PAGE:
Brown v. Dart

Filing 62

MEMORANDUM Opinion and Order Signed by the Honorable John Z. Lee on 7/28/17. Mailed notice(ca, )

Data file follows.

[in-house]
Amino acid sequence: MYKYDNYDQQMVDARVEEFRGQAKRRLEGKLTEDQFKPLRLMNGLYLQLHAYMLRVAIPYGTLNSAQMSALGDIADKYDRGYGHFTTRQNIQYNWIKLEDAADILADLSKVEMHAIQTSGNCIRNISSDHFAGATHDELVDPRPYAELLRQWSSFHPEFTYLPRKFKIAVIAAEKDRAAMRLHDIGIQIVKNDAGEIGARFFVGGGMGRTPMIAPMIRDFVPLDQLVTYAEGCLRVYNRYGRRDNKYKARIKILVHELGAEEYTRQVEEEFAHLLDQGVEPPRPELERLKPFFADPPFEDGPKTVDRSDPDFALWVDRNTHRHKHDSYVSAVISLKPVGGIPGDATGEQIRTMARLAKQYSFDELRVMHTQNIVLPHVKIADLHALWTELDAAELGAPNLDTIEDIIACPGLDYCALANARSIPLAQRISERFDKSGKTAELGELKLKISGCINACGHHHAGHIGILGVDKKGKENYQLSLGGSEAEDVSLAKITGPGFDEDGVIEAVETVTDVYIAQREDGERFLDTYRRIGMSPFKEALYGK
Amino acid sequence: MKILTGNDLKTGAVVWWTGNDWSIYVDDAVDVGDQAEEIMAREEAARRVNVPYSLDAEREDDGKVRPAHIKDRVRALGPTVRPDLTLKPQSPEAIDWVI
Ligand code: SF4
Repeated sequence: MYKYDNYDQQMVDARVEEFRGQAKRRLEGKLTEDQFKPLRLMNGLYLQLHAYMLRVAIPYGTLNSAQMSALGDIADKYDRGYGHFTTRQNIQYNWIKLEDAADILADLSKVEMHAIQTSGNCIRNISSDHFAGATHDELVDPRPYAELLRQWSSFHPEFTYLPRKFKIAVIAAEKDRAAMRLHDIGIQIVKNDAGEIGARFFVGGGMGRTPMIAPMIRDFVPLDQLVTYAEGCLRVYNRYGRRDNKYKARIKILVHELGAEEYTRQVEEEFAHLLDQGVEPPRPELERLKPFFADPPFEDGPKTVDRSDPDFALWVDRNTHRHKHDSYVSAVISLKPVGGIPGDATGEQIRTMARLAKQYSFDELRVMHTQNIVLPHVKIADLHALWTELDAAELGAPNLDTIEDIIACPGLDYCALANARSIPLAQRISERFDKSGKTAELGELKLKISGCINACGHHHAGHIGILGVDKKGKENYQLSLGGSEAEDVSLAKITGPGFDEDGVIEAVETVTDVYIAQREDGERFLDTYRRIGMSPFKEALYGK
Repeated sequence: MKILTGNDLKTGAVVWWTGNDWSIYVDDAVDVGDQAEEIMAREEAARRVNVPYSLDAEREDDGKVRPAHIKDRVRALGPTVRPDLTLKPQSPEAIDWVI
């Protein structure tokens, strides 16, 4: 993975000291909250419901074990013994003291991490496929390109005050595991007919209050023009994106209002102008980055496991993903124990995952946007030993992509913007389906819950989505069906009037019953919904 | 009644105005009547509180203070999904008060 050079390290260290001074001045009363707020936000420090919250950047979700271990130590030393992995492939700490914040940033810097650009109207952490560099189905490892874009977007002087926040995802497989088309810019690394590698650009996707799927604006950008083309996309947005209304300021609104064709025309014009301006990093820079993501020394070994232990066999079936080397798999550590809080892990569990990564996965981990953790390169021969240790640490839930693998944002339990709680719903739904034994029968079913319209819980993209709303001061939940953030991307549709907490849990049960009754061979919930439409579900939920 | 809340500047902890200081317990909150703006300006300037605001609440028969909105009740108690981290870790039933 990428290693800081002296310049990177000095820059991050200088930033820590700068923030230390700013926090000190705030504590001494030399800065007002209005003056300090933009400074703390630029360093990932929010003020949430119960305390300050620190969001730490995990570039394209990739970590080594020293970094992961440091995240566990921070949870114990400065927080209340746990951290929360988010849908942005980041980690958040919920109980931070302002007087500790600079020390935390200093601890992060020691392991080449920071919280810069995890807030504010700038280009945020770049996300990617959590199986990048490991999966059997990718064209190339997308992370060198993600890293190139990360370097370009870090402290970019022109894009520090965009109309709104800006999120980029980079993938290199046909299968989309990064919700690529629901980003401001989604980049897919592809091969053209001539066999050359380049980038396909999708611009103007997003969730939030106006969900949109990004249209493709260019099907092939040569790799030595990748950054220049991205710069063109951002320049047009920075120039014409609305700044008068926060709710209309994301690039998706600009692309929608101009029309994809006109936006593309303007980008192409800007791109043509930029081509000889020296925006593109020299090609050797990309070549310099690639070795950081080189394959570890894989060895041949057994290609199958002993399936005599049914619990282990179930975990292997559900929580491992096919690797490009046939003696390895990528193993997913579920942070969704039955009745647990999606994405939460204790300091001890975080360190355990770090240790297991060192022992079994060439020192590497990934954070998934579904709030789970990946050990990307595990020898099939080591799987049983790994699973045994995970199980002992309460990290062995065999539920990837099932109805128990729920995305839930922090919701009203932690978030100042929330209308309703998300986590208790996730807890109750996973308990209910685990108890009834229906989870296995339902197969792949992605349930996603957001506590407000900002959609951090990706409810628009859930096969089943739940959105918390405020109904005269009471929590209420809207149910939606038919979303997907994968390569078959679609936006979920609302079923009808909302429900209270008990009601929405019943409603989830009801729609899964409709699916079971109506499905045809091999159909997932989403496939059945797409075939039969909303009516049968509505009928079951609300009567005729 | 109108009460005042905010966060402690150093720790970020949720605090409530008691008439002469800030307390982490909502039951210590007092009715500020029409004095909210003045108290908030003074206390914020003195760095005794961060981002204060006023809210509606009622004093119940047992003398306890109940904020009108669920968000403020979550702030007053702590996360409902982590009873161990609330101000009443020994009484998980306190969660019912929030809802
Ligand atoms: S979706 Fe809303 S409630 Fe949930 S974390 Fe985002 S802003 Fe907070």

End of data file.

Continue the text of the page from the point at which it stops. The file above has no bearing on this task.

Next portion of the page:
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IN THE UNITED STATES DISTRICT COURT FOR THE NORTHERN DISTRICT OF ILLINOIS EASTERN DIVISION ERNEST C. BROWN, Plaintiff, v. THOMAS DART, Sheriff of Cook County; BILQIS JACOBS-EL, Director of the Cook County Department of Facilities Management; and CARA SMITH, Executive Director of Cook County Department of Corrections, Defendants. ) ) ) ) ) ) ) ) ) ) ) ) ) ) 14 C 3032 Judge John Z. Lee MEMORANDUM OPINION AND ORDER Plaintiff Ernest Brown was incarcerated in the Cook County Jail (CCJ) for several weeks in 2014. He brings suit under 42 U.S.C. § 1983 against Defendants Thomas Dart, Bilqis Jacobs-El, and Cara Smith, alleging deliberate indifference to the unconstitutional conditions of his confinement. Defendants have filed a motion pursuant to Federal Rule of Civil Procedure (“Rule”) 12(b)(6) seeking to dismiss Plaintiff’s First Amended Complaint for failure to state a claim. For the reasons set forth below, Defendants’ motion to dismiss is denied. Factual Background 1 Plaintiff was incarcerated within Division 6 of the CCJ for three weeks in February and November of 2014. Am. Compl. ¶ 17, ECF No. 39. Throughout The following facts are taken from the First Amended Complaint and are assumed true on review of Defendants’ motion to dismiss. See Zahn v. N. Am. Power & Gas, LLC, 815 F.3d 1082, 1087 (7th Cir. 2016). 1 Plaintiff’s incarceration, Defendant Dart was the Sheriff of Cook County, Defendant Jacobs-El was the Director of the Cook County Department of Facilities Management, and Defendant Smith was the Executive Director of the Cook County Department of Corrections (CCDOC). Id. ¶¶ 4–6. Plaintiff alleges that he was subjected to unconstitutional conditions of confinement. Specifically, he alleges that his cell had inadequate heating, that he and other inmates had inadequate access to hygienic facilities like toilets, sinks, and showers, and that those same hygienic facilities were overrun with mold, mildew, lime, and drain flies. Id. ¶¶ 19–20, 29. Moreover, according to Plaintiff, mice and cockroaches were present throughout Division 6, including in Plaintiff’s cell, id. ¶ 21, and he was provided inadequate shoes and an inadequate mattress, which caused him to sustain various stress injuries. Id. ¶¶ 22–23. In addition, Plaintiff was denied sufficient food, as well as prompt and adequate medical treatment for various injuries that occurred during his incarceration (including the stress injuries and a separate hand injury). Id. ¶¶ 24–25. Last, Plaintiff alleges that he was charged by the commissary for goods that he did not receive, that he was denied access to the law library, and that he was denied access to the religious services of his choice. Id. ¶¶ 26–27. During his stay in Division 6, Plaintiff filed multiple grievances detailing complaints about conditions within the CCJ. See id. ¶¶ 27, 29–30. He alleges that Defendants and the CCJ staff did not substantively respond to those grievances or remedy the referenced conditions. See id. He also asserts that “others repeatedly 2 notified Deputy Cook County Sheriffs on many occasions” of the conditions within the CCJ. Id. ¶ 30. The other inmates received similarly inadequate responses. Id. ¶¶ 29–30. On November 21, 2016, Plaintiff filed a First Amended Complaint bringing a single count under 42 U.S.C. § 1983 against Defendants Dart, Jacobs-El, and Smith in their individual and official capacities. He claims that he was subjected to unconstitutional conditions of confinement during his incarceration in Division 6, and he argues that Defendants were deliberately indifferent to these conditions in violation of his Eighth Amendment rights. Defendants have moved to dismiss Plaintiff’s First Amended Complaint pursuant to Rule 12(b)(6) for failure to state a claim. Legal Standard A motion brought under Rule 12(b)(6) challenges the sufficiency of the complaint. Bell v. City of Country Club Hills, 841 F.3d 713, 716 (7th Cir. 2016). Rule 8(a)(2) requires that a complaint contain a “short and plain statement of the claim showing that the pleader is entitled to relief, which is sufficient to provide the defendant with fair notice of the claim and its basis.” Arnett v. Webster, 658 F.3d 742, 751 (7th Cir. 2011) (internal quotation marks omitted). “In determining a complaint’s sufficiency, [a court will] construe it in the light most favorable to the nonmoving party, accept well-pleaded facts as true, and draw all inferences in [the nonmovant’s] favor.” Zahn, 815 F.3d at 1087 (internal quotation marks omitted). 3 A complaint, however, must still contain “sufficient factual matter, accepted as true, to ‘state a claim to relief that is plausible on its face.’” Ashcroft v. Iqbal, 556 U.S. 662, 678 (2009) (quoting Bell Atl. Corp. v. Twombly, 550 U.S. 544, 570 (2007)). “The plausibility standard is not akin to a ‘probability requirement,’ but it asks for more than a sheer possibility that a defendant has acted unlawfully.” Id. Furthermore, a court need not “accept as true any legal assertions or recitals of the elements of a cause of action supported by mere conclusory statements.” Zahn, 815 F.3d at 1087 (internal quotation marks omitted). Analysis I. Individual Capacity Claims In bringing his individual capacity claims, Plaintiff alleges that each of the Defendants acted with deliberate indifference to the conditions of his confinement, in that they ignored court decrees, guidelines and directives, and inmate grievances—including Plaintiff’s own grievances—describing the objectively unconstitutional conditions within Division 6. Am. Compl. ¶¶ 29–31. Defendants have moved to dismiss the individual capacity claims against them, arguing that they cannot be held personally liable to Plaintiff for the conditions of his confinement. Defs.’ Mot. Dismiss at 5–6, ECF No. 52. Specifically, Defendants contend that Plaintiff has failed to allege that they possessed subjective knowledge of the conditions that he faced, because he only attributed knowledge of “general facts” to them in his complaint. Id. Where those “general facts” involve systemic conditions throughout Division 6, however, Defendants are mistaken. 4 As such, accepting the complaint’s allegations as true, the Court finds that Plaintiff has stated a plausible claim for relief. In order to state a claim for unconstitutional conditions of confinement, Plaintiff must allege that (1) there was an objectively serious deprivation “result[ing] in the denial of the minimal civilized measure of life’s necessities,” and (2) the defendant prison officials were “deliberately indifferent to this state of affairs.” Gray v. Hardy, 826 F.3d 1000, 1005 (7th Cir. 2016) (quoting Farmer v. Brennan, 511 U.S. 825, 834 (1994)) (internal quotation marks omitted). 2 Deliberate indifference to an unconstitutional prison condition may be found where an official knows about the condition and “facilitates, approves, condones, or turn[s] a blind eye to it.” Perez v. Fenoglio, 792 F.3d 768, 781–82 (7th Cir. 2015) (internal quotation marks omitted). A plaintiff bringing a § 1983 claim against a defendant in his individual capacity “may not rely on a theory of respondeat superior” to establish culpability and “must instead allege that the defendant, through his or her own conduct, has violated the Constitution.” Id. at 781. In evaluating a deliberate indifference claim under Rule 12(b)(6), “the personal involvement of senior jail officials, such as Sheriff Dart, can be inferred [when] . . . the plaintiff alleges ‘potentially systemic,’ as opposed to ‘clearly localized,’ constitutional violations.” Smith v. Dart, 803 F.3d 304, 309 n.2 (7th Cir. 2015) (quoting Antonelli v. Sheahan, 81 F.3d 1422, 1428–29 (7th Cir. 1996)). Defendants have not challenged the sufficiency of Plaintiff’s individual capacity claims with respect to the first prong, so the Court need not address that issue here. 2 5 Although no bright-line test determines when a condition is “potentially systemic” rather than “clearly localized” for purposes of deciding a motion to dismiss, precedent provides guidance on this issue. For instance, the Seventh Circuit has indicated that allegations of pest infestations or nutritionally inadequate food may be sufficient to state a claim based on systemic conditions, because such conditions are unlikely to affect only one inmate in isolation. See Antonelli, 81 F.3d at 1427–29; Smith, 803 F.3d at 312–13. District courts have applied similar logic in concluding that inadequate access to toilet facilities and inadequate heating should be treated as “potentially systemic” conditions at the motion to dismiss stage. See, e.g., Moghaddam v. Godinez, No. 14 C 7275, 2015 WL 300468, at *2 (N.D. Ill. Jan. 15, 2015); Lieberman v. Budz, No. 00 C 5662, 2010 WL 369614, at *7 (N.D. Ill. Jan. 28, 2010). In still other decisions, courts have inferred the existence of systemic conditions based upon allegations of generally unsanitary conditions, Burton v. Dart, No. 14 C 10297, 2015 WL 5175143, at *3 (N.D. Ill. Sept. 3, 2015), inadequate shoes, Riley v. Williams, No. 14 C 3780, 2015 WL 6955491, at *2 (N.D. Ill. Nov. 9, 2015), contaminated food, id., unheated showers, Lieberman, 2010 WL 369614, at *7, and inadequate access to hygienic products, Sanders v. Sheahan, 198 F.3d 626, 629 (7th Cir. 1999). Here, Plaintiff’s allegations are sufficient to state a conditions of confinement claim against Defendants in their individual capacities. First, Plaintiff has alleged that Defendants had overlapping responsibility for supervising the conditions and policies of the CCJ during his incarceration in their respective roles as the Sheriff, 6 the Director of the Department of Facilities Management, and the Executive Director of the Cook County Department of Corrections. 3 Am. Compl. ¶¶ 4–6. He further alleges that, by virtue of these roles, Defendants had notice of the conditions within Division 6. Id. ¶ 29. Supervisors such as “the Sheriff and the Director of the Jail can realistically be expected to know about or participate in creating systematic jail conditions.” Sanders, 198 F.3d at 629 (citing Antonelli, 81 F.3d at 1428). Thus, to the extent Plaintiff’s complaint describes systemic conditions in the CCJ, his individual capacity claims are sufficient to meet the subjective-awareness prong of the deliberate indifference test. Second, Plaintiff’s complaint does, in fact, describe systemic unconstitutional conditions of confinement. His single-count complaint includes allegations of inadequate shelter (ranging from insufficient heating to an inadequate mattress), inadequate sanitation (including nonfunctioning toilets, showers, and sinks, moldy hygienic facilities, and pest infestations), inadequate clothing, and inadequate food. Am. Compl. ¶¶ 18–26. Drawing reasonable inferences in Plaintiff’s favor, his allegations regarding the conditions in Division 6 imply systemic concerns for the CCJ, because these kinds of conditions were unlikely to affect Plaintiff in isolation. See, e.g., Smith, 803 F.3d at 312 (finding nutritionally inadequate food potentially systemic); Antonelli, 81 F.3d at 1428–29 (finding pest infestation potentially It is possible that not every Defendant necessarily had supervisory control over every unconstitutional condition that Plaintiff alleges. For example, if the Department of Facilities Management and the CCDOC have discrete spheres of responsibility with regard to the CCJ, some conditions might implicate one Defendant but not the others. Defendants’ motion to dismiss, however, failed to contest the conditions separately with respect to each Defendant. As such, the Court declines at this time to delineate between conditions and officeholders at a more granular level. 3 7 systemic); Moghaddam, 2015 WL 300468, at *2 (finding inadequate access to hygienic facilities potentially systemic); Jones v. Sheahan, 2001 WL 1230551, at *6 (N.D. Ill. Oct. 15, 2001) (finding inadequate heating potentially systemic). 4 Because Plaintiff has alleged systemic conditions of confinement, his complaint sufficiently implicates Defendants’ awareness of these conditions and the risks that they imposed on inmates, at least for purposes of deciding this motion to dismiss. See Antonelli, 81 F.3d at 1428–29. Thus, while Plaintiff will bear the burden of proving his allegations as this litigation progresses, he has sufficiently articulated claims for relief to proceed at this stage. The Court therefore denies Defendants’ motion to dismiss Plaintiff’s individual capacity claims. II. Official Capacity Claims Plaintiff has also brought claims against Defendants in their official capacities. He argues that Defendants were engaged in a tacit practice of turning a blind eye to unconstitutional conditions within the CCJ, thus permitting the conditions to persist. Am. Compl. ¶ 30. Defendants contend that Plaintiff’s official capacity claims suffer two fatal shortcomings. First, they argue that the complaint lacks sufficient factual matter to support allegations of a pattern or policy of Standing alone, some of the conditions described in Plaintiff’s complaint may not support an inference of systemic conditions of confinement. Take, for example, his allegations regarding the commissary charges for goods he did not receive, as well as the denial of access to religious services and the law library. See, e.g., Antonelli, 81 F.3d at 1429 (finding that denial of plaintiff’s request to attend religious services was “clearly localized”). However, Plaintiff’s First Amended Complaint contains only a single, generalized conditions of confinement claim, without separate counts for each condition. Defendants’ motion to dismiss likewise refers to the conditions in the aggregate and does not contest them individually. As such, the Court is reluctant to carve out portions of Plaintiff’s claim at this stage, given that the parties themselves have declined to do so. 4 8 ignoring jail conditions. Defs.’ Mot. Dismiss at 7. Second, they contend that Plaintiff’s allegations cannot support a reasonable inference that other inmates were affected by the conditions, which in turn undermines Plaintiff’s assertion that the conditions were widespread. Id. at 9. For the reasons set forth below, however, the Court finds that Plaintiff has stated claims against Defendants in their official capacities and therefore denies Defendants’ motion to dismiss with respect to those claims. 5 Under Monell v. Department of Social Services of New York, a plaintiff may bring a § 1983 claim against a municipal entity or a municipal public official in his official capacity. 436 U.S. 658, 690 & n.55 (1978). Just as with an individual capacity claim premised on a defendant’s deliberate indifference to unconstitutional conditions of confinement, an official capacity conditions of confinement claim requires showing that (1) “the adverse conditions complained of were ‘sufficiently serious,’ such that the acts or omissions of prison officials giving rise to these conditions deprived the prisoner of a ‘minimal civilized measure of life’s necessities,’” and (2) “prison officials were deliberately indifferent to the adverse Although neither party has briefed the issue, the Court notes that, because the CCDOC is a department within the Cook County Sheriff’s office, and because an official capacity claim is merely a means of suing the underlying governmental entity, Plaintiff is attempting to sue the same entity twice. Courts within this district have previously dismissed such duplicative official capacity claims against the lower-level defendant. See Hildreth v. Cook Cty., No. 08-C-3506, 2010 WL 1656810, at *4 (N.D. Ill. Apr. 23, 2010) (dismissing an official capacity claim against the Executive Director of the CCDOC, noting that her inclusion “adds nothing to [the plaintiff’s] claim against the sheriff’s office.”). Here, the inclusion of Defendant Smith adds nothing to Plaintiff’s official capacity claim against the Sheriff’s office, because Plaintiff has already sued Sheriff Dart. Because Defendant Smith has also been named in her individual capacity, however, dismissing the official capacity claim against her would not remove her from this litigation. 5 9 conditions.” Rice ex rel. Rice v. Corr. Med. Servs., 675 F.3d 650, 664–65 (7th Cir. 2010) (quoting Farmer, 511 U.S. at 834). In addition, proving deliberate indifference under Monell requires that a plaintiff demonstrate “the existence of an official policy or other governmental custom” by pointing to “(1) an express policy that causes a constitutional deprivation when enforced; (2) a widespread practice so permanent and well-settled that it constitutes a custom or practice [of denying constitutional rights]; or (3) an allegation that the constitutional injury was caused by a person with final policymaking authority.” Teesdale v. City of Chi., 690 F.3d 829, 833–34 (7th Cir. 2012) (citing Estate of Sims v. Cty. of Bureau, 506 F.3d 509, 515 (7th Cir. 2007)) (internal quotation marks omitted). Plaintiff argues that his complaint alleges sufficient factual matter to sustain a “widespread practice” Monell claim. Pl.’s Resp. at 5–7, ECF No. 56. While there are no “bright-line rules defining a ‘widespread custom or practice,’” a complaint must allege that “there is a policy at issue rather than a random event.” Thomas v. Cook Cty. Sheriff’s Dep’t, 604 F.3d 293, 303 (7th Cir. 2009). To meet this requirement, the plaintiff must allege more than one, and sometimes more than three, instances of misconduct. Id. Finally, in conditions of confinement cases, it is sufficient to allege that an official practice “creat[ed] the conditions at the jail and permitt[ed] them to persist.” Budd v. Motley, 711 F.3d 840, 843 (7th Cir. 2013). Plaintiff alleges that Defendants engaged in a pattern of “ignor[ing] court decrees, guidelines[,] and directives, and insufficiently respond[ing] to correct or alleviate” the alleged conditions at the CCJ, even though they had “notice [of the 10 conditions] from Brown and other inmates.” Am. Compl. ¶ 29. Plaintiff’s complaint clearly describes a constitutional deprivation, 6 and he alleges that Defendants— each of whom had responsibility for overseeing the CCJ—perpetuated a custom of turning a blind eye to those conditions. Although Plaintiff does not detail the number of times that he and other inmates experienced each condition, it is reasonable to infer that the conditions persisted at least from February through November of 2014, which is sufficient to allege “that there [was] a policy at issue rather than a random event.” Thomas, 604 F.3d at 306; see also Bradford v. City of Chi., No. 16 C 1663, 2017 WL 2080391, at *4 (N.D. Ill. May 15, 2017) (finding allegations of longstanding jail conditions sufficient to implicate a widespread practice, even where plaintiff spent less than a day in the jail). In addition, while it is true that some of Plaintiff’s allegations are expressed in terms specific to his personal experience, such as when he describes his cell’s insufficient heating, his complaint alleges that his experiences were representative within Division 6. See Am. Compl. ¶ 29 (referring to the “deplorable conditions in Division 6 suffered by Brown and others . . . .”) (emphasis added). These allegations of general impact are buttressed still further by the very nature of the conditions For the first time in their reply, Defendants briefly contest the objective seriousness of the deprivations alleged in support of Plaintiff’s official capacity claims. Defs.’ Reply at 9, ECF No. 58. An overview of relevant case law indicates, however, that Plaintiff’s allegations are sufficient in this regard. See, e.g., Smith, 803 F.3d at 312 (finding allegations of pest infestation and nutritionally inadequate food sufficiently serious to implicate the Eight Amendment in an official capacity suit); Budd, 711 F.3d at 843 (finding allegations of inadequate bedding and heating sufficiently serious to survive a motion to dismiss because determinations of such injuries “generally require[ ] the development of a factual record”); Antonelli, 81 F.3d at 1431 (finding allegations of a pest infestation sufficiently serious to survive a motion to dismiss). 6 11 themselves. In a jail where group facilities like “toilets, sinks[,] and showers were inoperable for long periods of time,” Am. Compl. ¶ 20, it is at least plausible that multiple inmates would necessarily have been affected. A pest infestation extending from Plaintiff’s cell through “the living quarters and . . . in the cells and dayroom” is also unlikely to affect Plaintiff in isolation. Id. ¶ 21. Drawing reasonable inferences in Plaintiff’s favor, as the Court must upon review of a motion to dismiss, it is no stretch to conclude that the alleged conditions affected many inmates on a widespread basis. 7 In sum, because Plaintiff has alleged conditions within Division 6 that deprived him of his Eighth Amendment rights, and because he has alleged that Defendants had a tacit widespread practice of ignoring those conditions and the risks they posed to Plaintiff and other inmates, the Court finds that the First Amended Complaint has stated official capacity claims against Defendants. This line of analysis points towards an underlying commonality between individual and official capacity liability for conditions of confinement. At the motion to dismiss stage, there appears to be little practical difference in analyzing an individual capacity claim and an official capacity claim against the same defendant, where the former is premised on systemic conditions and the latter is premised on a “widespread practice” under Monell. In other words, where, as here, a plaintiff has described prison conditions so systemic as to implicate the subjective awareness of senior jail officials, it is quite likely that those same allegations would also imply a widespread custom or practice of deliberate indifference. The Seventh Circuit has observed a similar interplay between individual and official capacity claims under the first Monell prong. See Armstrong v. Squadrito, 152 F.3d 564, 581 (7th Cir. 1998) (noting that a successful official capacity claim would have also alleged individual liability “if the supervisor personally [had] devised a deliberately indifferent policy that caused a constitutional injury”). At least one district court decision has acknowledged the same interaction for the second Monell prong. See Crockwell v. Dart, No. 13 C 4880, 2013 WL 6796788, at *3–4 (N.D. Ill. Dec. 23, 2013) (finding that plaintiff stated both individual and official capacity claims where the complaint alleged a widespread custom or practice of ignoring systemic ADA noncompliance). 7 12 Accordingly, the motion to dismiss is denied with respect to Plaintiff’s official capacity claims. Conclusion For the reasons stated herein, the Court denies Defendants’ motion to dismiss [52]. At the next status hearing, the parties shall be prepared to set firm deadlines in this long-pending lawsuit. IT IS SO ORDERED. ENTERED 7/28/17 __________________________________ John Z. Lee United States District Judge 13